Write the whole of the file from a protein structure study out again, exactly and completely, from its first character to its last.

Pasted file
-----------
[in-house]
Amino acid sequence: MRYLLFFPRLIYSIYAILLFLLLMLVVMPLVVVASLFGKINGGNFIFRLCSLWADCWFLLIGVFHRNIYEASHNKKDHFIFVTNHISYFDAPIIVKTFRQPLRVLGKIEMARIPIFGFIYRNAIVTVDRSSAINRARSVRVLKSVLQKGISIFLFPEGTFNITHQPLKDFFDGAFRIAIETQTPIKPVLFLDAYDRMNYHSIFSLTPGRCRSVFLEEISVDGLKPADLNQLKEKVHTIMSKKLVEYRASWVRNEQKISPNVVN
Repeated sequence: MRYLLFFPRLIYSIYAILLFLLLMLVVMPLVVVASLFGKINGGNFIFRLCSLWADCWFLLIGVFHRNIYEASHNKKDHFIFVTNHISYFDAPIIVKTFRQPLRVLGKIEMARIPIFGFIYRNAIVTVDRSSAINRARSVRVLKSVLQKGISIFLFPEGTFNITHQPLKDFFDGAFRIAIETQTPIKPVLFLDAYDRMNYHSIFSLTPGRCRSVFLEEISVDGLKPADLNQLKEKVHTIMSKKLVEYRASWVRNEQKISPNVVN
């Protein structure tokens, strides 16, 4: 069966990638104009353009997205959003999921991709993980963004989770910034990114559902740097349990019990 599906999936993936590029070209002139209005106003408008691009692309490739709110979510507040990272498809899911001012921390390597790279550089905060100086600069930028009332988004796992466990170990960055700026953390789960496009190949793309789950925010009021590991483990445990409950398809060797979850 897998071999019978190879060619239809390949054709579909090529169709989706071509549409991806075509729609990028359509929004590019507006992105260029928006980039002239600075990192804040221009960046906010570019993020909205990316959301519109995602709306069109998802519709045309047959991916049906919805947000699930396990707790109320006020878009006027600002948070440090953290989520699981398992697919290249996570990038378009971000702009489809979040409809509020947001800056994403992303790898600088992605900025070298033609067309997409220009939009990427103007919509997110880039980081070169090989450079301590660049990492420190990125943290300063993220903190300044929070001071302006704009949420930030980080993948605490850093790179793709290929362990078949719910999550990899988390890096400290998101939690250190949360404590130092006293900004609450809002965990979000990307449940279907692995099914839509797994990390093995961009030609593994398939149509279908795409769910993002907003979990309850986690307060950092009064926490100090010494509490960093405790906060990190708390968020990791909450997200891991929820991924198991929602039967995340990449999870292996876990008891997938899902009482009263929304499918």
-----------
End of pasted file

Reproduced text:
[in-house]
Amino acid sequence: MRYLLFFPRLIYSIYAILLFLLLMLVVMPLVVVASLFGKINGGNFIFRLCSLWADCWFLLIGVFHRNIYEASHNKKDHFIFVTNHISYFDAPIIVKTFRQPLRVLGKIEMARIPIFGFIYRNAIVTVDRSSAINRARSVRVLKSVLQKGISIFLFPEGTFNITHQPLKDFFDGAFRIAIETQTPIKPVLFLDAYDRMNYHSIFSLTPGRCRSVFLEEISVDGLKPADLNQLKEKVHTIMSKKLVEYRASWVRNEQKISPNVVN
Repeated sequence: MRYLLFFPRLIYSIYAILLFLLLMLVVMPLVVVASLFGKINGGNFIFRLCSLWADCWFLLIGVFHRNIYEASHNKKDHFIFVTNHISYFDAPIIVKTFRQPLRVLGKIEMARIPIFGFIYRNAIVTVDRSSAINRARSVRVLKSVLQKGISIFLFPEGTFNITHQPLKDFFDGAFRIAIETQTPIKPVLFLDAYDRMNYHSIFSLTPGRCRSVFLEEISVDGLKPADLNQLKEKVHTIMSKKLVEYRASWVRNEQKISPNVVN
């Protein structure tokens, strides 16, 4: 069966990638104009353009997205959003999921991709993980963004989770910034990114559902740097349990019990 599906999936993936590029070209002139209005106003408008691009692309490739709110979510507040990272498809899911001012921390390597790279550089905060100086600069930028009332988004796992466990170990960055700026953390789960496009190949793309789950925010009021590991483990445990409950398809060797979850 897998071999019978190879060619239809390949054709579909090529169709989706071509549409991806075509729609990028359509929004590019507006992105260029928006980039002239600075990192804040221009960046906010570019993020909205990316959301519109995602709306069109998802519709045309047959991916049906919805947000699930396990707790109320006020878009006027600002948070440090953290989520699981398992697919290249996570990038378009971000702009489809979040409809509020947001800056994403992303790898600088992605900025070298033609067309997409220009939009990427103007919509997110880039980081070169090989450079301590660049990492420190990125943290300063993220903190300044929070001071302006704009949420930030980080993948605490850093790179793709290929362990078949719910999550990899988390890096400290998101939690250190949360404590130092006293900004609450809002965990979000990307449940279907692995099914839509797994990390093995961009030609593994398939149509279908795409769910993002907003979990309850986690307060950092009064926490100090010494509490960093405790906060990190708390968020990791909450997200891991929820991924198991929602039967995340990449999870292996876990008891997938899902009482009263929304499918």